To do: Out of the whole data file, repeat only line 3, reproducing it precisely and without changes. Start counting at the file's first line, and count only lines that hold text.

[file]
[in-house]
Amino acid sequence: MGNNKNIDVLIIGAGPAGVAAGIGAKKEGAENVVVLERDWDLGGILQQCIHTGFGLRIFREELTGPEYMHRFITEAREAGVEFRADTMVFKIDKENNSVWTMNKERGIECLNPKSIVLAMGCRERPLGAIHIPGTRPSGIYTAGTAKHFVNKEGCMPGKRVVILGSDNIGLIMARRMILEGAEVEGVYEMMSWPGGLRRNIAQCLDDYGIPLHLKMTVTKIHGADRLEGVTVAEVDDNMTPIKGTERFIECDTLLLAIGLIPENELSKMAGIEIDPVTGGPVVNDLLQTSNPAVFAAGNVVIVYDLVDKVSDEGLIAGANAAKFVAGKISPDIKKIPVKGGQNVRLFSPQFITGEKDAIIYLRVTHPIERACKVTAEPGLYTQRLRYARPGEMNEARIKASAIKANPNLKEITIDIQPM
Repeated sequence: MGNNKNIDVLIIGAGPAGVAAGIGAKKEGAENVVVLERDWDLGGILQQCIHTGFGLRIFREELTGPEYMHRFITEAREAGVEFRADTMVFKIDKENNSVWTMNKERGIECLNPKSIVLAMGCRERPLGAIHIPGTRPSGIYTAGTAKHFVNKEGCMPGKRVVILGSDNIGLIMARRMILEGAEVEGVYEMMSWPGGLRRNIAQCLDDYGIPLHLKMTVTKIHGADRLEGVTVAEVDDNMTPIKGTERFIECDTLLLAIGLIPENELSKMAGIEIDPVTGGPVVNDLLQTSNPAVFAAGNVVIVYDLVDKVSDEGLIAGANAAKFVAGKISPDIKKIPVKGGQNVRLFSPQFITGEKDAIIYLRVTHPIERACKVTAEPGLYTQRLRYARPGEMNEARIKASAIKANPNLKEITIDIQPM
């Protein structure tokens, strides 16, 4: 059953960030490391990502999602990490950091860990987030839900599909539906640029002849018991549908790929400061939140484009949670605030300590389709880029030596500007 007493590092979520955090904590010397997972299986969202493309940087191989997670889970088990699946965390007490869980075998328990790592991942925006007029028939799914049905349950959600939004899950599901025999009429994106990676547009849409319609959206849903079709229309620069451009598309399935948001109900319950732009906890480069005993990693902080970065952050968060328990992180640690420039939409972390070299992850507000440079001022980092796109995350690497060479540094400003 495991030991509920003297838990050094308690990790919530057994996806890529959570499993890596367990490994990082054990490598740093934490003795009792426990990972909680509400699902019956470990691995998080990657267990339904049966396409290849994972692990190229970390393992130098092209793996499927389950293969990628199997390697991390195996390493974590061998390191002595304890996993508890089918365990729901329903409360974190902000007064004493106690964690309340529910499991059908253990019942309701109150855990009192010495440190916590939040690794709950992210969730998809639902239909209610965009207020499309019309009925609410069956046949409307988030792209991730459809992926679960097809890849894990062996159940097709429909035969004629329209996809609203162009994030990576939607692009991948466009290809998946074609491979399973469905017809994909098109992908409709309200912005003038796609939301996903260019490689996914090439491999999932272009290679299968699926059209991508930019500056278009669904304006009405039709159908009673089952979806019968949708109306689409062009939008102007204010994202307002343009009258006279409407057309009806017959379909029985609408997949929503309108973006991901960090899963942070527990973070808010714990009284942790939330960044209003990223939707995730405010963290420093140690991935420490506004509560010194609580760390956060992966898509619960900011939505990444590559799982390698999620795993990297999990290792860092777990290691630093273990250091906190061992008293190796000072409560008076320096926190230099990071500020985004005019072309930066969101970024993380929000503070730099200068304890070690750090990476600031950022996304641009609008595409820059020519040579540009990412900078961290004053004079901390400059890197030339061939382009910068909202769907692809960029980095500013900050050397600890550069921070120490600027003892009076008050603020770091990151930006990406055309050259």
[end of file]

Repeated sequence: MGNNKNIDVLIIGAGPAGVAAGIGAKKEGAENVVVLERDWDLGGILQQCIHTGFGLRIFREELTGPEYMHRFITEAREAGVEFRADTMVFKIDKENNSVWTMNKERGIECLNPKSIVLAMGCRERPLGAIHIPGTRPSGIYTAGTAKHFVNKEGCMPGKRVVILGSDNIGLIMARRMILEGAEVEGVYEMMSWPGGLRRNIAQCLDDYGIPLHLKMTVTKIHGADRLEGVTVAEVDDNMTPIKGTERFIECDTLLLAIGLIPENELSKMAGIEIDPVTGGPVVNDLLQTSNPAVFAAGNVVIVYDLVDKVSDEGLIAGANAAKFVAGKISPDIKKIPVKGGQNVRLFSPQFITGEKDAIIYLRVTHPIERACKVTAEPGLYTQRLRYARPGEMNEARIKASAIKANPNLKEITIDIQPM